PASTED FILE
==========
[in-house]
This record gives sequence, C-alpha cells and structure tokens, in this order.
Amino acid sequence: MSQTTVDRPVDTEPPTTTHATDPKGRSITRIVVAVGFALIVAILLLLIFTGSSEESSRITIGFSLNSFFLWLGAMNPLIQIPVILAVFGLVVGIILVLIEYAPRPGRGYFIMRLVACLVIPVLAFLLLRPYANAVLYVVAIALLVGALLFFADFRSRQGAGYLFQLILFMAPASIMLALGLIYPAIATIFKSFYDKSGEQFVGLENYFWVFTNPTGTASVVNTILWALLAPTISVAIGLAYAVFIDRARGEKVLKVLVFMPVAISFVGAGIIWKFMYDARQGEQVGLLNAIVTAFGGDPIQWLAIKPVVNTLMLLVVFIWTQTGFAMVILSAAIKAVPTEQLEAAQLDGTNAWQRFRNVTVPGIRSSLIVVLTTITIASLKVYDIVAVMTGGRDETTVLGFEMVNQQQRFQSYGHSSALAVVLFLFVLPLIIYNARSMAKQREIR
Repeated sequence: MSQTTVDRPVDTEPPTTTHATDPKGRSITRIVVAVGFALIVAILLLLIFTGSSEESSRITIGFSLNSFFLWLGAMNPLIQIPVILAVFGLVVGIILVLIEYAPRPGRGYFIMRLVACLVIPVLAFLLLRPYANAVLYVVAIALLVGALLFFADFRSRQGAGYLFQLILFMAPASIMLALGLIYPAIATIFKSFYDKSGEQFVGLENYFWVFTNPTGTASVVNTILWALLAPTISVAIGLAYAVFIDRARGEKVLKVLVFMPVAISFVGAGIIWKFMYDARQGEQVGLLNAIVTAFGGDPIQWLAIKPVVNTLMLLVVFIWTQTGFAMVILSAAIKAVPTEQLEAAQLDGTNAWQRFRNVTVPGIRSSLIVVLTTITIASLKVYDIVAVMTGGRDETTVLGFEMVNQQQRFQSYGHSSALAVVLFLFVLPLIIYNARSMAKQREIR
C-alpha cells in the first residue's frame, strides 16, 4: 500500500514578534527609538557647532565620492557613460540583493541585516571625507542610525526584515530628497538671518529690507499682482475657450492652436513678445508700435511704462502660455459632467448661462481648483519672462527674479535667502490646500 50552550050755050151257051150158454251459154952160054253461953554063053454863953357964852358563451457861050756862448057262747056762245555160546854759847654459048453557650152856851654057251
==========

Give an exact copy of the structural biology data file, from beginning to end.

[in-house]
This record gives sequence, C-alpha cells and structure tokens, in this order.
Amino acid sequence: MSQTTVDRPVDTEPPTTTHATDPKGRSITRIVVAVGFALIVAILLLLIFTGSSEESSRITIGFSLNSFFLWLGAMNPLIQIPVILAVFGLVVGIILVLIEYAPRPGRGYFIMRLVACLVIPVLAFLLLRPYANAVLYVVAIALLVGALLFFADFRSRQGAGYLFQLILFMAPASIMLALGLIYPAIATIFKSFYDKSGEQFVGLENYFWVFTNPTGTASVVNTILWALLAPTISVAIGLAYAVFIDRARGEKVLKVLVFMPVAISFVGAGIIWKFMYDARQGEQVGLLNAIVTAFGGDPIQWLAIKPVVNTLMLLVVFIWTQTGFAMVILSAAIKAVPTEQLEAAQLDGTNAWQRFRNVTVPGIRSSLIVVLTTITIASLKVYDIVAVMTGGRDETTVLGFEMVNQQQRFQSYGHSSALAVVLFLFVLPLIIYNARSMAKQREIR
Repeated sequence: MSQTTVDRPVDTEPPTTTHATDPKGRSITRIVVAVGFALIVAILLLLIFTGSSEESSRITIGFSLNSFFLWLGAMNPLIQIPVILAVFGLVVGIILVLIEYAPRPGRGYFIMRLVACLVIPVLAFLLLRPYANAVLYVVAIALLVGALLFFADFRSRQGAGYLFQLILFMAPASIMLALGLIYPAIATIFKSFYDKSGEQFVGLENYFWVFTNPTGTASVVNTILWALLAPTISVAIGLAYAVFIDRARGEKVLKVLVFMPVAISFVGAGIIWKFMYDARQGEQVGLLNAIVTAFGGDPIQWLAIKPVVNTLMLLVVFIWTQTGFAMVILSAAIKAVPTEQLEAAQLDGTNAWQRFRNVTVPGIRSSLIVVLTTITIASLKVYDIVAVMTGGRDETTVLGFEMVNQQQRFQSYGHSSALAVVLFLFVLPLIIYNARSMAKQREIR
C-alpha cells in the first residue's frame, strides 16, 4: 500500500514578534527609538557647532565620492557613460540583493541585516571625507542610525526584515530628497538671518529690507499682482475657450492652436513678445508700435511704462502660455459632467448661462481648483519672462527674479535667502490646500 50552550050755050151257051150158454251459154952160054253461953554063053454863953357964852358563451457861050756862448057262747056762245555160546854759847654459048453557650152856851654057251